Engineer Assists FL Bridge with GFRP, Sensors


To fulfill President Joe Biden’s goal of ramping up the nation’s infrastructure, Christian C. Steputat, a Ph.D. candidate in the College of Engineering at the University of Miami, was brought on to assist in the replacement of the Ibis Bridge in the small Broward County suburb of Lighthouse Point, Florida.

Under the American Jobs Plan, 20,000 miles of highways, roads and main streets are slated to be upgraded; 10 of the most economically significant bridges in the U.S. in need of reconstruction will be mended; and 10,000 smaller bridges have plans to be repaired.

About the Ibis Bridge

Crossing the Ibis Waterway in Broward County, Florida, the Ibis Bridge—also known as the NE 23rd Avenue Bridge—was originally constructed in 1950 and is currently owned by the City or Municipality Highway Agency.

The structure has been touted as the city’s main artery, seeing roughly 4,100 travelers per day.

Built using concrete and a tee beam, the bridge has a 128-foot-long span. During the structure’s latest available inspection from April 2017, officials reported that its condition was poor, that its substructure condition was poor and that the superstructure was in fair condition. The deck, which is made up of concrete cast-in-place with a bituminous wearing surface, was noted to be in good condition.

Although the structural appraisal met minimum tolerable limits to be left in place as is, the scour condition was unable to be inspected as the bridge was reported to have an “unknown” foundation.

At the time of the inspection, officials recommended a replacement of the bridge or other structure because of substandard load carrying capacity or substantial bridge roadway geometry. The project was estimated to cost $3.2 million.

In 2019, however, the Florida Department of Transportation released project information regarding the replacement of the bridge in addition to some street work from NE 23rd Avenue from NE 29th Street to NE 30th Street. At the time, FDOT expected construction costs to be $2.4 million, with work finishing up sometime in late 2020.

For the project, FDOT District Four contracted with Anzac Contractors, Inc. to replace the existing two?lane bridge over the Ibis Waterway. Improvements also included signage, paving, restriping, irrigation, lighting, curb and gutter, and new pedestrian facilities to meet Americans with Disabilities Act (ADA) standards.

The project was originally slated to begin at the end of August, but was moved to the first week of October after Anzac requested a 33-day extension to procure specialized reinforcement material that extends the life of the bridge and requires less maintenance over time. That date was later suspended, however, as contractors still needed to know the exact location of a water main under the east side of the bridge as to avoid rupture when driving piles. At the time, a sewer force main and a water main on the west side of the bridge were already located.

When new information was release by FDOT indicating a November start date, the Department noted that Anzac had already removed the bridge deck of the existing bridge. Pile driving activities were tentatively expected to begin at the beginning of February and end in late spring 2020.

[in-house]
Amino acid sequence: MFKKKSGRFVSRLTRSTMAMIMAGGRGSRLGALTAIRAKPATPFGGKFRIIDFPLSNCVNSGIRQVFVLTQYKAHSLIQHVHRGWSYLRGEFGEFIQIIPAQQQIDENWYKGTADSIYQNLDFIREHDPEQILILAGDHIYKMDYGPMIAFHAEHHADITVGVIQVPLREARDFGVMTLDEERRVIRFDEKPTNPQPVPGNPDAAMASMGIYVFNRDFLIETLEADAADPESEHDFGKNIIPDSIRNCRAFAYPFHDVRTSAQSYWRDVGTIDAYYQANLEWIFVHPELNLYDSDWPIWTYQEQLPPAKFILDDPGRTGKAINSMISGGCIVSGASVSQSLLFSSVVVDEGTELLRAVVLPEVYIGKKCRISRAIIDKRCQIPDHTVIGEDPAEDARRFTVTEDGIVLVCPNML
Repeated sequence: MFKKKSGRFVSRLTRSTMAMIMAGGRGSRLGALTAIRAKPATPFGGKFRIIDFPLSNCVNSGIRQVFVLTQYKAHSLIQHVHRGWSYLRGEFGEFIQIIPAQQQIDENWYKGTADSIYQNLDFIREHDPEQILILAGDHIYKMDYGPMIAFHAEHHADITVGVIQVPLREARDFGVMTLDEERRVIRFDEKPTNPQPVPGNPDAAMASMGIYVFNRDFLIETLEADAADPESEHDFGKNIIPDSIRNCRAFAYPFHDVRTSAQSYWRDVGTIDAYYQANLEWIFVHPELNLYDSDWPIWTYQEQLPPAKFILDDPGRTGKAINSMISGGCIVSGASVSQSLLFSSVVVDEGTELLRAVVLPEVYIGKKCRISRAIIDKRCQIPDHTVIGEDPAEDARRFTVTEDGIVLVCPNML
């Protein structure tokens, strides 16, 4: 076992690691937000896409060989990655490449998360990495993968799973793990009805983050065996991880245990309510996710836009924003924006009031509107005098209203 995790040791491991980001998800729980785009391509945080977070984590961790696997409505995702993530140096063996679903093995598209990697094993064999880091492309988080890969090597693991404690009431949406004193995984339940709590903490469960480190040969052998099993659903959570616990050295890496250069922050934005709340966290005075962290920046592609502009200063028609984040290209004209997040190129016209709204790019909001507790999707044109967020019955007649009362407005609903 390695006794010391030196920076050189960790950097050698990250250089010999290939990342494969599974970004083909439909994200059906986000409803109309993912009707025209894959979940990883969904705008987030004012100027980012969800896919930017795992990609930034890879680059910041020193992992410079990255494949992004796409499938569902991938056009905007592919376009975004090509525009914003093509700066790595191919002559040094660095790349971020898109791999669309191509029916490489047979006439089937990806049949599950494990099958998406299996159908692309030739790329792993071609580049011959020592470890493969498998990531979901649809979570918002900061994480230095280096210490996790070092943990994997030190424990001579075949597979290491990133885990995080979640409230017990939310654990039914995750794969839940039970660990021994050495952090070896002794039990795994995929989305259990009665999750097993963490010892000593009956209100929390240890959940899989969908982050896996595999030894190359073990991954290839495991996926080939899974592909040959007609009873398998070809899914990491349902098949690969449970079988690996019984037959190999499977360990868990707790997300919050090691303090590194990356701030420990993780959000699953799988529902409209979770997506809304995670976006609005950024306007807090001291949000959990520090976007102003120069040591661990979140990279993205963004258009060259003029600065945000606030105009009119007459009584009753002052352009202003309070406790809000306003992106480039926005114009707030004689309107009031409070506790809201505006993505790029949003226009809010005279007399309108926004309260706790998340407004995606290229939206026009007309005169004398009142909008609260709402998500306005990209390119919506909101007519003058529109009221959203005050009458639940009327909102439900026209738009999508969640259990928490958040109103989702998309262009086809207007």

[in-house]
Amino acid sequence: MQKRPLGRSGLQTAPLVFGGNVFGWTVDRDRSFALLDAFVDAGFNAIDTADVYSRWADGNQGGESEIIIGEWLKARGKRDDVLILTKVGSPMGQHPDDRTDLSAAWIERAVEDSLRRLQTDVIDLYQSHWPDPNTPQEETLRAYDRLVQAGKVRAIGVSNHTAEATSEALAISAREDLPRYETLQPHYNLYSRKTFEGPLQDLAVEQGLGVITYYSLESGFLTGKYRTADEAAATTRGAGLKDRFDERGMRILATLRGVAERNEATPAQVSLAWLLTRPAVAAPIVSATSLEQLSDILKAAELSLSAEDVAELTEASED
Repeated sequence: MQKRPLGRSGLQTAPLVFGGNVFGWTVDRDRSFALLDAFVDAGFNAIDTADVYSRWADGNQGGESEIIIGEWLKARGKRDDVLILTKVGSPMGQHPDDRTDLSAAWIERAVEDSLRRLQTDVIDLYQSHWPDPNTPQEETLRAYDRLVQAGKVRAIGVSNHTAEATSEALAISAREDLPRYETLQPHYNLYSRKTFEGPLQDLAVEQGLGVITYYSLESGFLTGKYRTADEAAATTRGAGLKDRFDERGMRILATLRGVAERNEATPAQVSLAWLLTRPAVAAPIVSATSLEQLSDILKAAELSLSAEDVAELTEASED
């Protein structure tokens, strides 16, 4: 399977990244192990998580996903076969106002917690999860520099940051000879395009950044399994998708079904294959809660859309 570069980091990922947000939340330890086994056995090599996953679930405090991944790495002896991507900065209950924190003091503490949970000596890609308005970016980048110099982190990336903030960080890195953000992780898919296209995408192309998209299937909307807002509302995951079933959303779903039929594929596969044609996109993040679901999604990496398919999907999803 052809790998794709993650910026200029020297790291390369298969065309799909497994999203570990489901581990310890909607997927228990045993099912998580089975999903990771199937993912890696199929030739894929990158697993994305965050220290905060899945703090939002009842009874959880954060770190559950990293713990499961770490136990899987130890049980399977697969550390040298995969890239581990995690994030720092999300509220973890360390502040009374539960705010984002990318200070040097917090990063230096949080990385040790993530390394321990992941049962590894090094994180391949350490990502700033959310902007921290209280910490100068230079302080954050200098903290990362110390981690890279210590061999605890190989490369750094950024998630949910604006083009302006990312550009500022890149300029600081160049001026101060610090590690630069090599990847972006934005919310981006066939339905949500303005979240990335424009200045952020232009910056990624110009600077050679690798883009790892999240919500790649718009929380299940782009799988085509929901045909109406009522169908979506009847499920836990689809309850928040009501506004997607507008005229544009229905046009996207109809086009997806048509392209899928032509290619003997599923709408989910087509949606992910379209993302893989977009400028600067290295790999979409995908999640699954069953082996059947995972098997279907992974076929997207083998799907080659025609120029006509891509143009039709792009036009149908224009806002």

Building a Better Bridge

Having worked on design and construction projects all over the world, from a high-rise building in Beijing to a 540-foot-tall replica of the Eiffel Tower in Las Vegas to the guitar-shaped Seminole Hard Rock Hotel and Casino in Hollywood, Florida, member of the American Society of Civil Engineers Christian C. Steputat recently took his attention to the Ibis Bridge.

For the project and as part of his doctoral research, Steputat documented the use of, and the partial prestressing process applied to, the special rebars used in the Ibis Bridge’s construction. Those rebars were made of glass fiber reinforced polymers (GFRP), which can be twice as strong as steel, yet four times as light.

“I look at our planet in terms of sustainability and resilience,” said Steputat. “What can we do to make everything better and optimize our systems by using and reusing our available resources? That’s the future of our industry.”

By replacing the structure’s span with the GRFP, the bridge is now expected to last a century. How? Well, according to Steputat, GFRP rebars don’t corrode.

“In older bridges made with steel rebars, boats, jet skis, and other watercraft that travel under them generate sea spray, which can eventually cause rust staining and corrosion,” Steputat explained that with GFRP, “You can basically stick them in saltwater, and they’ll never rust.”

In addition to utilizing the GFRP rebars, Steputat also installed 10 wireless sensors in the bridge’s core and deck to monitor the strength, temperature, and humidity of the concrete, accessing the data via his smartphone so that he can know how the concrete in the middle is behaving compared to the outer surfaces that get more air circulation and cool the quickest.

“Most bridges are still built with the old-fashioned steel rebars,” he concluded. “Using GFRP technology can decrease maintenance costs, and it comes with longer service life. It’s starting to gain a foothold. Not as quickly as we’d like, so we have an obligation to educate not just the public but the construction industry at large.”


Tagged categories: Bridges; Bridges; Colleges and Universities; Completed projects; NA; North America; Polymers; Program/Project Management; Project Management; Quality Control; Research and development

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